What if the Royal Baby is Chinese?

Nicholas Hune-Brown is a National Magazine Award-winning journalist who has written for Toronto Life, The Walrus, Reader’s Digest, The...

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If your job feels frustrating and meaningless, just remember that there are adult professionals currently on Royal Baby Watch.

Outside the Lindo Wing of St. Mary’s Hospital in London, professional journalists—grown men and women who once had hopes and dreams of reporting the news of the world—are anxiously awaiting the latest gynecological updates from the House of Windsor.

One-hundred-eighty-odd journalists sit in the parking lot. Is the baby coming? No one knows. On live feeds of the hospital’s brick exterior, the occasional ambulance rolls across the frame. Shadows crawl across the building’s façade—heartbreaking physical evidence that hours and days of these reporters’ limited time on this earth are passing as they wait for a stranger’s baby in the parking lot.

With each day, the watchers grow more addled and desperate. Morale slips. They take stock of their lives. Did a helicopter leave Kensington Palace? They dutifully tweet the news. Has someone dressed in a funny costume arrived at the hospital? They tweet that too. “The veterans of the #GreatKateWait are starting to sound like guys who’ve been in ‘Nam too long,” wrote a Daily Express reporter. They take up knitting. They report on one another taking up knitting. They can’t go on. They go on.

“Will and Kate could call their baby Hyacinthe or Theophilus,” wrote The Mirror, listing two human names that are theoretically possible. “Maybe the royal baby is overdue—or maybe it isn’t,” read the headline of an actual Associated Press story, efficiently capturing all possible options. “Normal pregnancies last about 40 weeks,” the article’s writer typed, through bitter tears, reduced to reporting the basic biological facts of human gestation.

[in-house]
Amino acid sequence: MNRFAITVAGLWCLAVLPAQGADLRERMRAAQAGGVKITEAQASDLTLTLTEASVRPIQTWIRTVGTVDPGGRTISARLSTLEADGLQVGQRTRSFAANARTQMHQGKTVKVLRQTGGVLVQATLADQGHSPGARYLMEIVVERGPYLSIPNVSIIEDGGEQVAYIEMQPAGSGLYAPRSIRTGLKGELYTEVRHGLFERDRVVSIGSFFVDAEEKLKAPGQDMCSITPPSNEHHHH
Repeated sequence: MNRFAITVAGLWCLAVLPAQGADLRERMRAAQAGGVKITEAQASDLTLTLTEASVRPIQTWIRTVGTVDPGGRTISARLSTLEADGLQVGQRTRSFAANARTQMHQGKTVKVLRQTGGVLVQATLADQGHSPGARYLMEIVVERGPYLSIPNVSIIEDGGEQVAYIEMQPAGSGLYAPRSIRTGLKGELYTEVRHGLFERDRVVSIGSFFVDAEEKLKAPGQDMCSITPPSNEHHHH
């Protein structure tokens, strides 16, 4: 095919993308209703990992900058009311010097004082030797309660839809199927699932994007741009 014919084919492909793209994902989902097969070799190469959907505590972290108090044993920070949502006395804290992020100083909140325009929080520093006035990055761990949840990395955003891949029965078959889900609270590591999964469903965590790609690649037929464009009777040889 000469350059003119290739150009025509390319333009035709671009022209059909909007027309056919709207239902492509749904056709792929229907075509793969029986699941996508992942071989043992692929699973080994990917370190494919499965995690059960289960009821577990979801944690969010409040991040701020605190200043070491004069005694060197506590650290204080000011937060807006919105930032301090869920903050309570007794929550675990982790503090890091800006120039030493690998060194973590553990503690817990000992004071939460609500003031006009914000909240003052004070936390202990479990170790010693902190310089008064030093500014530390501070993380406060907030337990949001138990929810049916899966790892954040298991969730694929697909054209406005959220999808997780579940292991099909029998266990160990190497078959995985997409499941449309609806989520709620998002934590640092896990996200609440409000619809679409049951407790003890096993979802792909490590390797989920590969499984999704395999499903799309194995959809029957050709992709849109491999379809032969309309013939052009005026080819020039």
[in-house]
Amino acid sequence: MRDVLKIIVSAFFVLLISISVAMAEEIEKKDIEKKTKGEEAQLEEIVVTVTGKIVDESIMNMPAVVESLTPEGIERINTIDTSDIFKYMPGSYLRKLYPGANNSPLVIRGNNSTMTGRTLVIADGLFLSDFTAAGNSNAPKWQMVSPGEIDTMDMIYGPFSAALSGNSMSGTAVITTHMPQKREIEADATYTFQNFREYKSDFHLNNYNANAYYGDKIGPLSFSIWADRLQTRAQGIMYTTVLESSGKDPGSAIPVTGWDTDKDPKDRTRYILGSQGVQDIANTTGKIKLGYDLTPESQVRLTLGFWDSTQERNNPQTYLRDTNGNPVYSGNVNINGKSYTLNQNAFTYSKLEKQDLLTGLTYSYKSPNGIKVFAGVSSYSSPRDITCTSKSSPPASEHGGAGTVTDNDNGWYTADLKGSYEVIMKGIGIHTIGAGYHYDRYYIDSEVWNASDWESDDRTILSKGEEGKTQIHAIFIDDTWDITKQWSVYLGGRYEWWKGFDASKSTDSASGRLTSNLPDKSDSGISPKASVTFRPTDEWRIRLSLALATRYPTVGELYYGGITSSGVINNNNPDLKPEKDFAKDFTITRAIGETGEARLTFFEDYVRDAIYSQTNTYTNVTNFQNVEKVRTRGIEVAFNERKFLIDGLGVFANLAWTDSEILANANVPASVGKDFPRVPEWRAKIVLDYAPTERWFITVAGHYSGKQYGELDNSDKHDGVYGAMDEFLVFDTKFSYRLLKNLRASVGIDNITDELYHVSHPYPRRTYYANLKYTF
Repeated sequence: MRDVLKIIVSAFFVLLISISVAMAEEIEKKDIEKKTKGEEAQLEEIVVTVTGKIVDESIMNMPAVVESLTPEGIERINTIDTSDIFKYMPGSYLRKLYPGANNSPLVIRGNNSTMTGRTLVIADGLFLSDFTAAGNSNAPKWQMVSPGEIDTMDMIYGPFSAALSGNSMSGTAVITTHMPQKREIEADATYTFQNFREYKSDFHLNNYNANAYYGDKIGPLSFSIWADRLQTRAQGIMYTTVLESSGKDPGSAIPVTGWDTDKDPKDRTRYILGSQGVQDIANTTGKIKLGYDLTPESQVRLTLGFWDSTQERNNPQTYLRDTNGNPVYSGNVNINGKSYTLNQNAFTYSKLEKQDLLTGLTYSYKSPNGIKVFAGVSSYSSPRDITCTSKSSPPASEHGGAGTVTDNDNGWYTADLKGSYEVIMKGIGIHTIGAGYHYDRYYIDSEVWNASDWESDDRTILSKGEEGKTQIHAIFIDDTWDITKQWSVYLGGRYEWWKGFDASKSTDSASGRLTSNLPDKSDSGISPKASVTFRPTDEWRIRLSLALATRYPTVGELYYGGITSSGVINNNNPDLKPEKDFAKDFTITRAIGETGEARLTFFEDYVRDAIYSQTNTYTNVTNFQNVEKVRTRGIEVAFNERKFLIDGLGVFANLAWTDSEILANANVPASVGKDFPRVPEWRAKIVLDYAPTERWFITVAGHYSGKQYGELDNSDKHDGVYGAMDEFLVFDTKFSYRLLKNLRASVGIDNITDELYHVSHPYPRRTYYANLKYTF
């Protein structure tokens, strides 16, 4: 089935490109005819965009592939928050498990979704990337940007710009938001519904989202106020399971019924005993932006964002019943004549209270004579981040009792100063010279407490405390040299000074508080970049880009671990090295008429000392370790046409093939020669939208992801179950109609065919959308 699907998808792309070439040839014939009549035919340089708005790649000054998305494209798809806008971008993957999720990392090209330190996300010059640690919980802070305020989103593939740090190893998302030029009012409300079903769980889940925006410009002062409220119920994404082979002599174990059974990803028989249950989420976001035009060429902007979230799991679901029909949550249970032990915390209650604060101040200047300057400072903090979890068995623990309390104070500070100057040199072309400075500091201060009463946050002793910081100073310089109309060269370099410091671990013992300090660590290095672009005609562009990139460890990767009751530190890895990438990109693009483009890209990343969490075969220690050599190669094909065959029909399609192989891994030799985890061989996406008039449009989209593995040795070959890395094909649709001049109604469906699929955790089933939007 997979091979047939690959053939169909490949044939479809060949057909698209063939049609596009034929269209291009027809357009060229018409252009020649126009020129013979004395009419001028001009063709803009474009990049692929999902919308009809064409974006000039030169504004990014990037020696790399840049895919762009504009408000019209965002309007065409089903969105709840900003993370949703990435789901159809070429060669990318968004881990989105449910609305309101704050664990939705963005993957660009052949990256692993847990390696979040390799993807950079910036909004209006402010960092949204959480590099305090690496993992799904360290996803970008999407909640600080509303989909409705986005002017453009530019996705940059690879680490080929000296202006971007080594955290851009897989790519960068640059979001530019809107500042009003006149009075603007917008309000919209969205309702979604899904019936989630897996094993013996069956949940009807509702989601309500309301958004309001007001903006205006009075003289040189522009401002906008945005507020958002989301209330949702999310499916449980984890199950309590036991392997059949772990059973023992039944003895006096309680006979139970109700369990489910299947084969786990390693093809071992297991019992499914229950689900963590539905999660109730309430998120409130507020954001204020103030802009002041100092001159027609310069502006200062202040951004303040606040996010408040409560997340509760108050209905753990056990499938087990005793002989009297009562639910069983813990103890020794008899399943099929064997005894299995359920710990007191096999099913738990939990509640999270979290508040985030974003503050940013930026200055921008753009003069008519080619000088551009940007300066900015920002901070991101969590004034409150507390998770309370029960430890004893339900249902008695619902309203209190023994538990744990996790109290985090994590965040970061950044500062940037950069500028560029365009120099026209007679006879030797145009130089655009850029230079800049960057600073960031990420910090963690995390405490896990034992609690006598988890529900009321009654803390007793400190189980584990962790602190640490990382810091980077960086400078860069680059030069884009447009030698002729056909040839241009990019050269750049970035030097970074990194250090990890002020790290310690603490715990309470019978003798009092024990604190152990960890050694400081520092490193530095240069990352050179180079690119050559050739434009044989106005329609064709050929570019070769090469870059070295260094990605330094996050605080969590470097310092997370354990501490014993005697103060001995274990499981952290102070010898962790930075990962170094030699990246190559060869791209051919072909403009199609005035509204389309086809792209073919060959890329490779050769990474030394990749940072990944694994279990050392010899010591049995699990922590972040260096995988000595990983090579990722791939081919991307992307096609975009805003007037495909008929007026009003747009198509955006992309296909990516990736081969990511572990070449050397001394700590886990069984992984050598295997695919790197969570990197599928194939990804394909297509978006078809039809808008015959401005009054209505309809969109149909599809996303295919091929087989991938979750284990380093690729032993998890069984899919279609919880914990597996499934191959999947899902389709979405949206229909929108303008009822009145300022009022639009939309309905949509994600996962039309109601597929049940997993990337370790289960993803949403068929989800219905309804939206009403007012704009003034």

A baby is produced when two gametes fuse to form a zygote. Prince Harry himself, every inch of his handsome frame, was formed through a process of cellular meiosis. A baby is a seed, planted in the fecund uterine pastures of a mother, fertilized with love, then left to ripen and mature for a term of approximately 40 weeks, which is already overdue—or maybe it isn’t.

There is the faintest possibility of drama. What if the baby arrives speaking in tongues? What if it is born with a birthmark that looks eerily like a treasure map? What if the Royal Baby pops out and—surprise!—it’s totally Chinese? A journalist on Royal Baby Watch can dream.

There is a phrase you consistently hear from new parents. Having a child clarifies things. It helps you understand your priorities, separating what’s truly important from what’s just a distraction.

The impending Royal Baby has clarified a lot. Here in Canada, we have grown used to the Queen. For decades now, she’s been a constant presence, our British grandmother—sturdy and harmless and emotionally unavailable. She visits occasionally and waves to us in that joyless, dutiful way that somehow makes her more endearing. There she is, we think, dutifully waving even though she’s being forced to hang out with Dalton McGuinty. We admire that. We can deal with the Queen.

But a Royal Baby? A tiny baby prince or princess puts the absurdity of the monarchy in stark relief. When the Royal Baby is born—a mewling, chubby, helpless, human infant—we will call it “his or her Royal Highness, Prince or Princess of Cambridge.” The baby will be on our money. We will pledge our allegiance to this baby, sending it $1.53 a year so it can maintain its castles. It will inherit castles. Little baby Hyacinthe or Theophilus will be our head of state. Maybe the Royal Baby finally makes everything clear—or maybe it doesn’t.

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